Friday , May 7 2021

A new UBC professor exploring the potential of cannabis in the treatment of opiate dependence



The University of British Columbia is getting a new professor, thanks to a $ 2.5 million gift from the major Canadian manufacturer and $ 500,000 from B.C. Government.

M-J Milloi has been named Canopi Labs's inaugural professor for Kanapis Science, a position that will be branded as the main benefactor, but will remain a long weapon and independent of the company, officials at the university say.

This is a position of research aimed at leading clinical trials into the potential for cannabis use to help people who are being treated for a disorder of opioid use.

"I am delighted, it's a dream that has not yet sunk," Milloi said on Friday.

"To have the resources, security, and freedom to explore this idea – and we hope that we will produce evidence that will help solve the crisis of excessive radiation – that's why I became a scientist," he said.

Millo's office will remain in B.C. Center for the Use of Substances, where it already works as a substance epidemiologist. His previous research focuses on the relationship between drug use and HIV.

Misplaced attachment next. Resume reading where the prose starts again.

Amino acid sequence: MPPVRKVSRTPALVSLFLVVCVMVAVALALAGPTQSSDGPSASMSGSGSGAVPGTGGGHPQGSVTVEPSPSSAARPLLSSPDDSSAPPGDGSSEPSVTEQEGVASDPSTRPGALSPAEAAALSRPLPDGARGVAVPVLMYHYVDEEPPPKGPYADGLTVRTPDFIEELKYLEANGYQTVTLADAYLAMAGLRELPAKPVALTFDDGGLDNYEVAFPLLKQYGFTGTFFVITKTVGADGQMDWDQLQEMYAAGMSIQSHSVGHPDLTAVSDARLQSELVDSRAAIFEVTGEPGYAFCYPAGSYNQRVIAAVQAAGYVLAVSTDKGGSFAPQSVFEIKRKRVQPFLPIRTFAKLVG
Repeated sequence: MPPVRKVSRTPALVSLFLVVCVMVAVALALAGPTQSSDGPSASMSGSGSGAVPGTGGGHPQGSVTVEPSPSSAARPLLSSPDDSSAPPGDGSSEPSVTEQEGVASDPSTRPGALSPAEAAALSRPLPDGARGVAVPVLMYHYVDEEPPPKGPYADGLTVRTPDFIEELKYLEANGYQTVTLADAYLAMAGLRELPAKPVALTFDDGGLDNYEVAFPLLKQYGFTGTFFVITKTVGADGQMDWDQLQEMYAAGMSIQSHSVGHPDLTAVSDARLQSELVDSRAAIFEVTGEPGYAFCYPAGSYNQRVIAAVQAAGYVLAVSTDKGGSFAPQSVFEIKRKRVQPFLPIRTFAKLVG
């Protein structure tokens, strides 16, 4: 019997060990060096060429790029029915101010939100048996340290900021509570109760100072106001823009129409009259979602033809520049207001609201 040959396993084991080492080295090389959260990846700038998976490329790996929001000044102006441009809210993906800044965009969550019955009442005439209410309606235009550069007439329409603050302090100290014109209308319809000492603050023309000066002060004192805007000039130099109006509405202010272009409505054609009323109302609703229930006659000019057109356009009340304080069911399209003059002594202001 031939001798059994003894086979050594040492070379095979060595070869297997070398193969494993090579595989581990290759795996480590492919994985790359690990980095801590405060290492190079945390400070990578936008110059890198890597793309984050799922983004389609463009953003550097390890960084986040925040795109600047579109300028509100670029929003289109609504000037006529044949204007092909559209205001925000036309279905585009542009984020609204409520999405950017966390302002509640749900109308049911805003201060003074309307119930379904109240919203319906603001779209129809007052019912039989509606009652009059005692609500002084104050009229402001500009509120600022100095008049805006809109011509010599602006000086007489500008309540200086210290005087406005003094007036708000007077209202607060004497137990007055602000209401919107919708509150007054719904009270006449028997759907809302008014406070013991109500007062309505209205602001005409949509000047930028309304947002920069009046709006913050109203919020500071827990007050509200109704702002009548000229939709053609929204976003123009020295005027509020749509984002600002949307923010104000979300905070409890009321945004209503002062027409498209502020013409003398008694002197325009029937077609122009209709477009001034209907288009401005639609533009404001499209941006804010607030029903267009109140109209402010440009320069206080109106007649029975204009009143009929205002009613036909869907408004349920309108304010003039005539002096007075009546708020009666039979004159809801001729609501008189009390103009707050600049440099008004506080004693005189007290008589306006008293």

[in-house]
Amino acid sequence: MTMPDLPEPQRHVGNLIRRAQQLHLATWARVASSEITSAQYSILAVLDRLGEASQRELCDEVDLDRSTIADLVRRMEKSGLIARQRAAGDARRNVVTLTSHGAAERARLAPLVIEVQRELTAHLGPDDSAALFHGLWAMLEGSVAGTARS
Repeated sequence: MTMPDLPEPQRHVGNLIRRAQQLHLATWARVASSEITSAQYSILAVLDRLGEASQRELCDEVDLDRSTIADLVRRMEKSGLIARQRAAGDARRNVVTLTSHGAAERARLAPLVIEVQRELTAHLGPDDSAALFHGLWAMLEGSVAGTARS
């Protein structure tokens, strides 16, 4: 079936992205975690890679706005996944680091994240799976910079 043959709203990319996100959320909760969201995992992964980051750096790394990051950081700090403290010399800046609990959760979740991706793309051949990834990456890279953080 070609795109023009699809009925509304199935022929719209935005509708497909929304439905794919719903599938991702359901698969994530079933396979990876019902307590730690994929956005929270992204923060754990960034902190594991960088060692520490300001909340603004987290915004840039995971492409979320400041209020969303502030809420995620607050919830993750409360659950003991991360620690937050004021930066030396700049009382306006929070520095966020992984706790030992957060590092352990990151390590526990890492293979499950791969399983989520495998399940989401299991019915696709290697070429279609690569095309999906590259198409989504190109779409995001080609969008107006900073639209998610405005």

"Renaissance in cannabis science"

According to Milloi, the type of work he plans to do has made it immensely easy to legalize recreational cannabis.

"Legalization has really worried, I think, what will be known as a renaissance in cannabis science," he said, adding that the final ban helped companies such as Canopi Grovth and the government – to support research.

For Canopi's Director of Education and Representing Patients, Hilari Black, the death of a close friend of opioid overdose has inspired the contribution.

"This project actually caused the death of my best friend's daughter," said Black. "Right now, this health crisis screams for leadership and investment, so we decided to jointly strengthen it."

Hilari Black is the director of education and representation of patients at Canopa Grovth, a cannabis donor who donated $ 2.5 million to explore the potential for treating a disorder of opioid use with cannabis. (Rafferty Baker / CBC)

"With the order of legalization, we have much more freedom to actually investigate and Canopi Grovth has the economic capacity to make such significant contributions to Canada," she said. "That's exactly what should happen to resources from the cannabis reconstruction industry."

According to Milloi, if opioid over-risk crises are reduced, the role of a professor of cannabis can be shifted to investigating how a pot can help other substance abuse disorders, including alcohol and tobacco.


Follow Rafferty Baker on Twitter: @ raffertibaker


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